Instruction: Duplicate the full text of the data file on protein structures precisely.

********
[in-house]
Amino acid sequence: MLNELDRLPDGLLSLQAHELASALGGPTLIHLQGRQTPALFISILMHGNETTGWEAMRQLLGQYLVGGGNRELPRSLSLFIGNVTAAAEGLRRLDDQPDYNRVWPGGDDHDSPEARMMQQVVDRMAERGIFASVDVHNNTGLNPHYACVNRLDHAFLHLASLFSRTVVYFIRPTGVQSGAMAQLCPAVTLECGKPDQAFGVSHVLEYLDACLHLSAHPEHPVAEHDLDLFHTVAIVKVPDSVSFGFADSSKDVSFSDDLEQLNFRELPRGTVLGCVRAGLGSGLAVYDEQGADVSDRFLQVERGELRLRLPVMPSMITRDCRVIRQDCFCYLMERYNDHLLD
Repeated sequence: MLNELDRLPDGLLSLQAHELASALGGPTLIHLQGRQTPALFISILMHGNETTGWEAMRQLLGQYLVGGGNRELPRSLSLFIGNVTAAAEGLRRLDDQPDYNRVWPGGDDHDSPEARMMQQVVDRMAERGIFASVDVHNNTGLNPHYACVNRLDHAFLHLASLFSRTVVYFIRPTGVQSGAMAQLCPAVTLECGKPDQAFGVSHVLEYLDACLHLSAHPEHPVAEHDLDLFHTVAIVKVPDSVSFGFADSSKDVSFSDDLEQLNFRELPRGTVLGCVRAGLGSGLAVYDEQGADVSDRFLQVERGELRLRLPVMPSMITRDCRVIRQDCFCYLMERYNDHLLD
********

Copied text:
[in-house]
Amino acid sequence: MLNELDRLPDGLLSLQAHELASALGGPTLIHLQGRQTPALFISILMHGNETTGWEAMRQLLGQYLVGGGNRELPRSLSLFIGNVTAAAEGLRRLDDQPDYNRVWPGGDDHDSPEARMMQQVVDRMAERGIFASVDVHNNTGLNPHYACVNRLDHAFLHLASLFSRTVVYFIRPTGVQSGAMAQLCPAVTLECGKPDQAFGVSHVLEYLDACLHLSAHPEHPVAEHDLDLFHTVAIVKVPDSVSFGFADSSKDVSFSDDLEQLNFRELPRGTVLGCVRAGLGSGLAVYDEQGADVSDRFLQVERGELRLRLPVMPSMITRDCRVIRQDCFCYLMERYNDHLLD
Repeated sequence: MLNELDRLPDGLLSLQAHELASALGGPTLIHLQGRQTPALFISILMHGNETTGWEAMRQLLGQYLVGGGNRELPRSLSLFIGNVTAAAEGLRRLDDQPDYNRVWPGGDDHDSPEARMMQQVVDRMAERGIFASVDVHNNTGLNPHYACVNRLDHAFLHLASLFSRTVVYFIRPTGVQSGAMAQLCPAVTLECGKPDQAFGVSHVLEYLDACLHLSAHPEHPVAEHDLDLFHTVAIVKVPDSVSFGFADSSKDVSFSDDLEQLNFRELPRGTVLGCVRAGLGSGLAVYDEQGADVSDRFLQVERGELRLRLPVMPSMITRDCRVIRQDCFCYLMERYNDHLLD